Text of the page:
More seriously, there may be people on your unit that no one messes with, not because they are well-liked, but because they know how to intimidate—or worse.

But is that the only way to do time? Watching your back and earning or showing respect based out of fear?

Respecting God—a Healthy Fear

The Bible tells us there’s a better way. Matthew 10:28 says, “Don’t be afraid of those who want to kill your body; they cannot touch your soul. Fear only God, who can destroy both soul and body in hell.”

So, are you just supposed to cower before God instead, hoping a lightning bolt isn’t headed your way?

No. The Bible talks about different kinds of fear. There’s the kind you usually think of—the fear you experience when a threatening person or situation confronts you. It’s fear that makes you comply with someone’s demands to avoid getting hurt. The Bible says that God’s perfect love, demonstrated through His Son Jesus, casts out that kind of terror.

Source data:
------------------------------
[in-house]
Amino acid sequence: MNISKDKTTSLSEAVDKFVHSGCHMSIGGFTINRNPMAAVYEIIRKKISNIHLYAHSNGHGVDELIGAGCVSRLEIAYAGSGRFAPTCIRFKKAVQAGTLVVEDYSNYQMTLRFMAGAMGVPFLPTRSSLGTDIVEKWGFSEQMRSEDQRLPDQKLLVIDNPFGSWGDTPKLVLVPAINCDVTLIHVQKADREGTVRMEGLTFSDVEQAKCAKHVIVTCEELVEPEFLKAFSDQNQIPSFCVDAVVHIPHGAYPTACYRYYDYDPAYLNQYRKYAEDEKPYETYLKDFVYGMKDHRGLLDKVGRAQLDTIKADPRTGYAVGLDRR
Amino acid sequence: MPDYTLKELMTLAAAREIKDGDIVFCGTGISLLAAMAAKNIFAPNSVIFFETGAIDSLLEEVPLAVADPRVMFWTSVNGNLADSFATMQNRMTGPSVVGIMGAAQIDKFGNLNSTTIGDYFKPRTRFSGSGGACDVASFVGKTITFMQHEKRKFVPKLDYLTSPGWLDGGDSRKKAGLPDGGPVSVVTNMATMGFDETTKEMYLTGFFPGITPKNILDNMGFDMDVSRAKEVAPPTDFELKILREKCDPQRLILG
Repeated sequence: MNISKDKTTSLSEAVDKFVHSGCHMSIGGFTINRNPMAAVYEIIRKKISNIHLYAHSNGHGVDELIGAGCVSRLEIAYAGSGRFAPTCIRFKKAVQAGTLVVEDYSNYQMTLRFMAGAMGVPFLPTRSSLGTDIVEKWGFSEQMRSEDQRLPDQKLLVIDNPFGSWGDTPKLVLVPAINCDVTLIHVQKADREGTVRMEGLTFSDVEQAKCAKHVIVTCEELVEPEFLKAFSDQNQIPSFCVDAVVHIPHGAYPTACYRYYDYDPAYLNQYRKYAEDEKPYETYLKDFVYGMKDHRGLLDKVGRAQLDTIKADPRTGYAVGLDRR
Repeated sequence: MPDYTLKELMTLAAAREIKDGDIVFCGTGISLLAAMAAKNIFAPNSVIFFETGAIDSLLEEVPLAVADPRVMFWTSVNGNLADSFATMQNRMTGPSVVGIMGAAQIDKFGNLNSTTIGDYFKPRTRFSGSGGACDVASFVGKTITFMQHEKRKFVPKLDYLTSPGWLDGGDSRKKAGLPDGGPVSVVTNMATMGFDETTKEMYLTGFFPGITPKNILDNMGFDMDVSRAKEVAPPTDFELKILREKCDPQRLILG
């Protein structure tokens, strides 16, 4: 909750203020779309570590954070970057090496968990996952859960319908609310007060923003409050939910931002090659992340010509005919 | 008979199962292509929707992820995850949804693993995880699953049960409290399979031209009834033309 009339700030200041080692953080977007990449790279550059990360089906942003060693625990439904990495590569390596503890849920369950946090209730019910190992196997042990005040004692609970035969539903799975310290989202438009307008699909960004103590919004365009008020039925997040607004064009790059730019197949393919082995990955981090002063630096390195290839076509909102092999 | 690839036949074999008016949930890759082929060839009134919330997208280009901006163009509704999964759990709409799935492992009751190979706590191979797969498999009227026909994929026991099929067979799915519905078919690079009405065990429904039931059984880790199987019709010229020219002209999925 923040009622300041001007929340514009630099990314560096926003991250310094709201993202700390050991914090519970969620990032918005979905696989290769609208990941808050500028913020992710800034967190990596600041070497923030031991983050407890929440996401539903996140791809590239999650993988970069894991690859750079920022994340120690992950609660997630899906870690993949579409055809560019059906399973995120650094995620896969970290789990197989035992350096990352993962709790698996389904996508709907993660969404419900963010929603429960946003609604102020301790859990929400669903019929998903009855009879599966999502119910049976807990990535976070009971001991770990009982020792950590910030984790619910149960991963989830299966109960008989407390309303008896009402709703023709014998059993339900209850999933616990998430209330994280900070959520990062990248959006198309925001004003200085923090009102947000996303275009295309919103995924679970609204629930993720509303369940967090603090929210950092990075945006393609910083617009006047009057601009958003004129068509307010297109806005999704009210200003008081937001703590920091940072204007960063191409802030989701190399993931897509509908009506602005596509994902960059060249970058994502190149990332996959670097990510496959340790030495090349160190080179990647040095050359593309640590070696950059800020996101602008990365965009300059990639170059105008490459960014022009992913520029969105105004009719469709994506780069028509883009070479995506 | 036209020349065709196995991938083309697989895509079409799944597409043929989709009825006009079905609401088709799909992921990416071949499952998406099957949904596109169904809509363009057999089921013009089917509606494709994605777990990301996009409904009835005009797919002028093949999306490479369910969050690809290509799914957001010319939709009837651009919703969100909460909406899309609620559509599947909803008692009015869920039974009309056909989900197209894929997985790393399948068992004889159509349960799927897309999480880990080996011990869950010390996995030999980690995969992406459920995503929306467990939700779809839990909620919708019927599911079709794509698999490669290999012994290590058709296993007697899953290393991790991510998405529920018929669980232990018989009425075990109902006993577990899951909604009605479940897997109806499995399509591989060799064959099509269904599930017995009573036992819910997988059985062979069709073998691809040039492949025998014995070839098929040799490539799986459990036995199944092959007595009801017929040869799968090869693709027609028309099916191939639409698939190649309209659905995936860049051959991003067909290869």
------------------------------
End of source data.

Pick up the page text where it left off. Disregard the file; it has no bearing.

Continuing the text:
But there’s another kind of fear—the loving, respectful fear that a child has for a good, loving, and committed parent. A child who loves and respects his parent wants to do everything he can to please him or her. He fears the consequences of disobeying his parent—not because he fears the punishment, but because he doesn’t want to disappoint or hurt the most important person in his world.

When the Bible talks about fearing God, it’s referring to this loving type of fear—fear rooted in respect and love for God the Father.  So, a man with a healthy fear of God is not terrified of Him. He understands that while God can destroy the body and soul, He doesn’t want to. In fact, God “wants everyone to be saved and to understand the truth” (1 Timothy 2:4).